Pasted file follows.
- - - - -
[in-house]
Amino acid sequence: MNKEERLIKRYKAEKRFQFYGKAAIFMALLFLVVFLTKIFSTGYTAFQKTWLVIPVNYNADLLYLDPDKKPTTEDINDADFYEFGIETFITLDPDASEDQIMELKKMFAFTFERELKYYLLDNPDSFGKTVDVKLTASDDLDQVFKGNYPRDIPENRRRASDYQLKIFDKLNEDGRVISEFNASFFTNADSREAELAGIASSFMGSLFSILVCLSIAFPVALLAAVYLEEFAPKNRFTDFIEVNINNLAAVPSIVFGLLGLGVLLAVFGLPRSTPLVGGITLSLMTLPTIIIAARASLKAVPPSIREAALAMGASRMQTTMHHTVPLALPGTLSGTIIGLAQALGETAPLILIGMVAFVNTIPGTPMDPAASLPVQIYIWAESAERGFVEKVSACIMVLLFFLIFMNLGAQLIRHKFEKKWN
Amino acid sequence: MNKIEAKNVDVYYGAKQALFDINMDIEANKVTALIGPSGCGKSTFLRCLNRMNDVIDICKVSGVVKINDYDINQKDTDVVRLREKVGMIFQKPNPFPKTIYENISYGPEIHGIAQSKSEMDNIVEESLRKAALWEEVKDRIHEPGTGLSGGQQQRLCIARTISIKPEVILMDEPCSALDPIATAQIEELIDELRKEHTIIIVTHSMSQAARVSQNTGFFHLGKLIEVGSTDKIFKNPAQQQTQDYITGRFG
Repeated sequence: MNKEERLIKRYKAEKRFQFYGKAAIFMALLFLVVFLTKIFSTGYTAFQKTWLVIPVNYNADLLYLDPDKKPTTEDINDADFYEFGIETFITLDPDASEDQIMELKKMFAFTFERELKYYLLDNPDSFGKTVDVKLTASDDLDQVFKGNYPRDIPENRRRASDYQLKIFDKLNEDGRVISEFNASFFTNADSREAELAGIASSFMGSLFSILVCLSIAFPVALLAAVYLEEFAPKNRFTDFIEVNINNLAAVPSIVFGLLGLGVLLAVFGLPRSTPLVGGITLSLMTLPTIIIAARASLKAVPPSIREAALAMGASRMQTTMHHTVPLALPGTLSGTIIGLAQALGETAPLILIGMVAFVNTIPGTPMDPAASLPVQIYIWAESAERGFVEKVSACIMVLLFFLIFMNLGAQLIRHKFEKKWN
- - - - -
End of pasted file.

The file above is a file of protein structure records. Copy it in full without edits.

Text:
[in-house]
Amino acid sequence: MNKEERLIKRYKAEKRFQFYGKAAIFMALLFLVVFLTKIFSTGYTAFQKTWLVIPVNYNADLLYLDPDKKPTTEDINDADFYEFGIETFITLDPDASEDQIMELKKMFAFTFERELKYYLLDNPDSFGKTVDVKLTASDDLDQVFKGNYPRDIPENRRRASDYQLKIFDKLNEDGRVISEFNASFFTNADSREAELAGIASSFMGSLFSILVCLSIAFPVALLAAVYLEEFAPKNRFTDFIEVNINNLAAVPSIVFGLLGLGVLLAVFGLPRSTPLVGGITLSLMTLPTIIIAARASLKAVPPSIREAALAMGASRMQTTMHHTVPLALPGTLSGTIIGLAQALGETAPLILIGMVAFVNTIPGTPMDPAASLPVQIYIWAESAERGFVEKVSACIMVLLFFLIFMNLGAQLIRHKFEKKWN
Amino acid sequence: MNKIEAKNVDVYYGAKQALFDINMDIEANKVTALIGPSGCGKSTFLRCLNRMNDVIDICKVSGVVKINDYDINQKDTDVVRLREKVGMIFQKPNPFPKTIYENISYGPEIHGIAQSKSEMDNIVEESLRKAALWEEVKDRIHEPGTGLSGGQQQRLCIARTISIKPEVILMDEPCSALDPIATAQIEELIDELRKEHTIIIVTHSMSQAARVSQNTGFFHLGKLIEVGSTDKIFKNPAQQQTQDYITGRFG
Repeated sequence: MNKEERLIKRYKAEKRFQFYGKAAIFMALLFLVVFLTKIFSTGYTAFQKTWLVIPVNYNADLLYLDPDKKPTTEDINDADFYEFGIETFITLDPDASEDQIMELKKMFAFTFERELKYYLLDNPDSFGKTVDVKLTASDDLDQVFKGNYPRDIPENRRRASDYQLKIFDKLNEDGRVISEFNASFFTNADSREAELAGIASSFMGSLFSILVCLSIAFPVALLAAVYLEEFAPKNRFTDFIEVNINNLAAVPSIVFGLLGLGVLLAVFGLPRSTPLVGGITLSLMTLPTIIIAARASLKAVPPSIREAALAMGASRMQTTMHHTVPLALPGTLSGTIIGLAQALGETAPLILIGMVAFVNTIPGTPMDPAASLPVQIYIWAESAERGFVEKVSACIMVLLFFLIFMNLGAQLIRHKFEKKWN